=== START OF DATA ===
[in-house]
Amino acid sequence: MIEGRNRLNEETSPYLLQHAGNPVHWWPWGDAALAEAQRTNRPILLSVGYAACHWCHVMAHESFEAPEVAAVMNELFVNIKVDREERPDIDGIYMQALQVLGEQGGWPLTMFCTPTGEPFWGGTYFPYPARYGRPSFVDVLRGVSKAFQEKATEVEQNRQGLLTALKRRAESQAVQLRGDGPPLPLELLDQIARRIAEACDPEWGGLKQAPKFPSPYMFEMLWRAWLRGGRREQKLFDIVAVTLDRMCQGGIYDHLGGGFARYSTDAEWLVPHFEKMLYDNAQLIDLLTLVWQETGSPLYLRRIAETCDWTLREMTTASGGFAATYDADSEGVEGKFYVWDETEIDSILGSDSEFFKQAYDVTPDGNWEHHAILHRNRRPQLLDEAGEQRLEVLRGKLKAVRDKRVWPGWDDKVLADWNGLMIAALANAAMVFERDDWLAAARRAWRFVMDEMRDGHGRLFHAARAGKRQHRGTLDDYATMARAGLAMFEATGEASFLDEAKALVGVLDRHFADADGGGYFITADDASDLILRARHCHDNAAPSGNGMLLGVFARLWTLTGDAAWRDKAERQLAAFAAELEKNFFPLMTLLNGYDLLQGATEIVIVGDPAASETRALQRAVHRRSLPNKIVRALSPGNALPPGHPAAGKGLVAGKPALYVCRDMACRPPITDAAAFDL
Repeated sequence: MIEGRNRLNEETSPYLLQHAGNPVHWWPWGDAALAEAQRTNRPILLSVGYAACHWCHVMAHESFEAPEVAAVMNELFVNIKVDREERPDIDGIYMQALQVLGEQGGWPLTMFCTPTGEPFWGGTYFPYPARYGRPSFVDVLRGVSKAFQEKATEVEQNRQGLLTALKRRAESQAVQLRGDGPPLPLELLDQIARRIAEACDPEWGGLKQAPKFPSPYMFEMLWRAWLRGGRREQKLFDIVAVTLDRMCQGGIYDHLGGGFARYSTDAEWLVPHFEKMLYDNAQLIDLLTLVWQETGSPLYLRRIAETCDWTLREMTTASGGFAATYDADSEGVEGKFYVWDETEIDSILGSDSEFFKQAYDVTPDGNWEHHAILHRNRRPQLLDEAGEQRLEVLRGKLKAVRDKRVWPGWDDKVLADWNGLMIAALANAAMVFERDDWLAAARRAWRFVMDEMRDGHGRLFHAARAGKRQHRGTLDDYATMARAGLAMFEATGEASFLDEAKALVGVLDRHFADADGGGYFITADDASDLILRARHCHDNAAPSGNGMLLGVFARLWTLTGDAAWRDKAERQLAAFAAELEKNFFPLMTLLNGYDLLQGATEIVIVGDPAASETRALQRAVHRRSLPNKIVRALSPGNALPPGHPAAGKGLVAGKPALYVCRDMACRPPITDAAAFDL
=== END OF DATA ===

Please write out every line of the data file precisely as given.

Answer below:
[in-house]
Amino acid sequence: MIEGRNRLNEETSPYLLQHAGNPVHWWPWGDAALAEAQRTNRPILLSVGYAACHWCHVMAHESFEAPEVAAVMNELFVNIKVDREERPDIDGIYMQALQVLGEQGGWPLTMFCTPTGEPFWGGTYFPYPARYGRPSFVDVLRGVSKAFQEKATEVEQNRQGLLTALKRRAESQAVQLRGDGPPLPLELLDQIARRIAEACDPEWGGLKQAPKFPSPYMFEMLWRAWLRGGRREQKLFDIVAVTLDRMCQGGIYDHLGGGFARYSTDAEWLVPHFEKMLYDNAQLIDLLTLVWQETGSPLYLRRIAETCDWTLREMTTASGGFAATYDADSEGVEGKFYVWDETEIDSILGSDSEFFKQAYDVTPDGNWEHHAILHRNRRPQLLDEAGEQRLEVLRGKLKAVRDKRVWPGWDDKVLADWNGLMIAALANAAMVFERDDWLAAARRAWRFVMDEMRDGHGRLFHAARAGKRQHRGTLDDYATMARAGLAMFEATGEASFLDEAKALVGVLDRHFADADGGGYFITADDASDLILRARHCHDNAAPSGNGMLLGVFARLWTLTGDAAWRDKAERQLAAFAAELEKNFFPLMTLLNGYDLLQGATEIVIVGDPAASETRALQRAVHRRSLPNKIVRALSPGNALPPGHPAAGKGLVAGKPALYVCRDMACRPPITDAAAFDL
Repeated sequence: MIEGRNRLNEETSPYLLQHAGNPVHWWPWGDAALAEAQRTNRPILLSVGYAACHWCHVMAHESFEAPEVAAVMNELFVNIKVDREERPDIDGIYMQALQVLGEQGGWPLTMFCTPTGEPFWGGTYFPYPARYGRPSFVDVLRGVSKAFQEKATEVEQNRQGLLTALKRRAESQAVQLRGDGPPLPLELLDQIARRIAEACDPEWGGLKQAPKFPSPYMFEMLWRAWLRGGRREQKLFDIVAVTLDRMCQGGIYDHLGGGFARYSTDAEWLVPHFEKMLYDNAQLIDLLTLVWQETGSPLYLRRIAETCDWTLREMTTASGGFAATYDADSEGVEGKFYVWDETEIDSILGSDSEFFKQAYDVTPDGNWEHHAILHRNRRPQLLDEAGEQRLEVLRGKLKAVRDKRVWPGWDDKVLADWNGLMIAALANAAMVFERDDWLAAARRAWRFVMDEMRDGHGRLFHAARAGKRQHRGTLDDYATMARAGLAMFEATGEASFLDEAKALVGVLDRHFADADGGGYFITADDASDLILRARHCHDNAAPSGNGMLLGVFARLWTLTGDAAWRDKAERQLAAFAAELEKNFFPLMTLLNGYDLLQGATEIVIVGDPAASETRALQRAVHRRSLPNKIVRALSPGNALPPGHPAAGKGLVAGKPALYVCRDMACRPPITDAAAFDL